The Dartmouth Observer

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Thursday, August 01, 2002
 


Sadly, allusions to Nazis are all too often thrown around in political rhetoric these days. The use of these allusions is not only damaging to the person or group so labelled, but is usually completely unmerited, having the simultaneous ill-effect of belittling the horrors of Nazism by construing simple political differences with one of the greatest tragedies that the world has endured. However, Vijay ignores the most ubiquitous and blaringly inappropriate usage of the Nazi appellation in U.S. politics. The use of the word "feminazi" by such conservative loudmouths as Rush Limbaugh (who I believe coined the expression) is unquestionably the most popular and hateful Nazi comparison, as well as being the most erroneous. Apparently, women who are finally claiming their full rights as human beings are so threatening to men like Mr. Limbaugh and other reactionary incendiaries that they must find yet another damaging and silencing obscenity to hurl at women. After all, how does one respond to being compared to Nazis? Even responding to that sort of name-calling dignifies it to a level it does not deserve. I sense in this behavior both a profound insecurity and a complete unwillingness to debate matters of gender and policy in a rational, civil manner. And, after all, isn't that something that conservatives pride themselves on?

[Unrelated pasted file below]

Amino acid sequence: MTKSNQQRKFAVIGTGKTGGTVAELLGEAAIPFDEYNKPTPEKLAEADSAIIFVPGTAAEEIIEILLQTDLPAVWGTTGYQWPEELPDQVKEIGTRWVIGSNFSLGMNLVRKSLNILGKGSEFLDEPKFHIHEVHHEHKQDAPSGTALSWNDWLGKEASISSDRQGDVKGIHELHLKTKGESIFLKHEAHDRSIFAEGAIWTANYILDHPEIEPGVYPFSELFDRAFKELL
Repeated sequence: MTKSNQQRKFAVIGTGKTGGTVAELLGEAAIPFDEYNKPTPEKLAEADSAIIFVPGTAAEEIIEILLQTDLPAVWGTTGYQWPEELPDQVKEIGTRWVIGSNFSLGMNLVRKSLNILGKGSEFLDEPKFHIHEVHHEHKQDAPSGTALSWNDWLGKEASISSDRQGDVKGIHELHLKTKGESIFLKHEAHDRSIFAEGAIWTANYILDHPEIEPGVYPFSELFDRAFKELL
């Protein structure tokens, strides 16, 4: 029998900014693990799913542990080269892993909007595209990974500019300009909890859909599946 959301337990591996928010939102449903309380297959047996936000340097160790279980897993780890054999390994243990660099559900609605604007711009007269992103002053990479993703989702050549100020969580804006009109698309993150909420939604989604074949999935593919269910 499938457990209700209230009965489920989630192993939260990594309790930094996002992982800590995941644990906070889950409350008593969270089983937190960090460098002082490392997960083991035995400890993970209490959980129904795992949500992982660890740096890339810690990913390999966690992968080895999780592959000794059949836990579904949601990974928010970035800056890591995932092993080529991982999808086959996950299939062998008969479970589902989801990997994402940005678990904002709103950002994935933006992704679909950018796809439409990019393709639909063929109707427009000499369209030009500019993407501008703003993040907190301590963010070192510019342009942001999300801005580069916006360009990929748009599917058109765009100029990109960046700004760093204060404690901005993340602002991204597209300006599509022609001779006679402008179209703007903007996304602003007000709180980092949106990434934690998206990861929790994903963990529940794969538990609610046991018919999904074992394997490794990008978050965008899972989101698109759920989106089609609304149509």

So, Vijay, don't be too quick to ascribe the progressives full blame for misusing the Nazi reference. Conservatives need to question their own dubious practices before pointing out anyone else's. Otherwise, a dangerous hypocrisy develops.